It’s a good idea to ‘starve’ the sheep for 12 hours beforehand, as a full stomach causes discomfort during shearing (but remember they will still need access to water). You should ‘dag’ any that have soiled fleece around the tail.
Set up an efficient handling system, with a holding pen and a small catching pen, so that there is always at least one sheep penned ready for the shearer the moment he’s finished the last one. You’ll also need a clean, smooth table, ideally at least 6’ long, on which you can roll the fleeces ready for packing in the wool sheets. The occasional small cut is inevitable, so you should have an antiseptic spray at hand to treat any nicks.
Your shearer will need a clean area approximately 2m x 2m to place his shearing board on, and an electricity supply for his machine. He will supply all his own kit, including a circuit breaker for safety.
The shearer will tip the sheep onto its rump, in a ‘sitting’ position. First, he’ll shear the belly wool, which comes away from the main fleece. Then, working around the sheep, the entire fleece will be shorn off in one piece and left neatly on the board, ready for you to remove to the table for rolling and packing. If your sheep do have woolly legs, these will be shorn off separately – leg wool is usually ‘hairy’ and should not be included with the fleece (add it to the compost heap!).
This is an ideal time to treat your flock with a ‘pour-on’ to protect them against blowfly and other parasites.
When they’re released and reunited with their lambs, the sheep will appreciate being put onto good grazing, as without their fleeces their appetite will increase to keep themselves warm.
Rolling a Fleece
As ‘shearer’s assistant’, you will need to work quickly around the shearer:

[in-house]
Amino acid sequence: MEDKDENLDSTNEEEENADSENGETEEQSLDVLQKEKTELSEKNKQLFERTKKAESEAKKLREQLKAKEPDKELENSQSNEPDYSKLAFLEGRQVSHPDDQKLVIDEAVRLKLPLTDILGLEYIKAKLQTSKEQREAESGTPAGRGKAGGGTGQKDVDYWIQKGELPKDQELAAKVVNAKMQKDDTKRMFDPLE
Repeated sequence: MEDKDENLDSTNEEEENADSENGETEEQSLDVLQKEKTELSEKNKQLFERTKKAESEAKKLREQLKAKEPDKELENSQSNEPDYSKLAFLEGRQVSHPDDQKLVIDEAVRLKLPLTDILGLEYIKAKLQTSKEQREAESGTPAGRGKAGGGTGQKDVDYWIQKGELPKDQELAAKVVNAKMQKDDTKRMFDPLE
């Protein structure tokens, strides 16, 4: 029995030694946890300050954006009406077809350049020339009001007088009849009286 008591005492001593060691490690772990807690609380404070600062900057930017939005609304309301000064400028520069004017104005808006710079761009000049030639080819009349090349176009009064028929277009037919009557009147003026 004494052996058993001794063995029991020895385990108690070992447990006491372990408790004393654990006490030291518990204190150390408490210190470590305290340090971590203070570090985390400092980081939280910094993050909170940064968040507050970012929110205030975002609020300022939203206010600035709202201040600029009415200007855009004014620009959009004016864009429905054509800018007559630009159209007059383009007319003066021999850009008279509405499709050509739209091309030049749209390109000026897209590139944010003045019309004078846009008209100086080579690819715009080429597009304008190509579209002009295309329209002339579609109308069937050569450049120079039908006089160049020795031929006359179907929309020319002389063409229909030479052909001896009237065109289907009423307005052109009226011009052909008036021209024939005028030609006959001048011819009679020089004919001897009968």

- First, throw the fleece, flesh (cut) side down, onto the table
- Pick off any vegetable matter, dirty wool and oddments
- Place the belly wool – if clean – in the middle, and turn in the flanks towards the centre
- Turn in the britch (tail) end, and firmly roll this towards the neck
- When the fleece is rolled, push your hand in to make a hole in the fleece and firmly tuck the neck end into the body of the fleece
This should leave you with a firm, securely rolled fleece to put into the wool sheet. If you can, pack the fleeces from your ‘hogs’, or young ewes, separately from the older ewes and males – their fleeces tend to be much better quality and will attract a better price.
The Non-Shearing Way
If you don’t have a specific use for the wool from your sheep, and would like to minimise shepherding tasks, there are sheep that shed their wool naturally and so don’t need to be shorn. These include:
- The Wiltshire Horn – a traditional breed
- Easy Care – specially bred for easy shepherding
- Dorper – a hair sheep, originating from a cross between Dorset Horn and Persian Black Headed sheep
See our DVD 'Managing Your Flock for Peak Health' for demonstrations on shearing and fleece rolling.
Inspirational ideas for turning your wool into a viable product can be found on our DVD 'Sheep for Business, Enterprise and Profit'.